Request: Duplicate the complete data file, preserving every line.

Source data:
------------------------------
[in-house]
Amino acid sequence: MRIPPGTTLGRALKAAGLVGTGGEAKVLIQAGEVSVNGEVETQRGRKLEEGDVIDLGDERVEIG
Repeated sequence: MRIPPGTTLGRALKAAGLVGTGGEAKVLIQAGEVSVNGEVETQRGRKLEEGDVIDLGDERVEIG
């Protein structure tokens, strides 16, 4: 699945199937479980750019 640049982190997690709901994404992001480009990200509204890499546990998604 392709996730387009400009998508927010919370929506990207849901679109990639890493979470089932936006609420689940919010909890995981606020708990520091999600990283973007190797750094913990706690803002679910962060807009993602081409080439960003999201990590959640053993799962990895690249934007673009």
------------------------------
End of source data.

[in-house]
Amino acid sequence: MRIPPGTTLGRALKAAGLVGTGGEAKVLIQAGEVSVNGEVETQRGRKLEEGDVIDLGDERVEIG
Repeated sequence: MRIPPGTTLGRALKAAGLVGTGGEAKVLIQAGEVSVNGEVETQRGRKLEEGDVIDLGDERVEIG
């Protein structure tokens, strides 16, 4: 699945199937479980750019 640049982190997690709901994404992001480009990200509204890499546990998604 392709996730387009400009998508927010919370929506990207849901679109990639890493979470089932936006609420689940919010909890995981606020708990520091999600990283973007190797750094913990706690803002679910962060807009993602081409080439960003999201990590959640053993799962990895690249934007673009």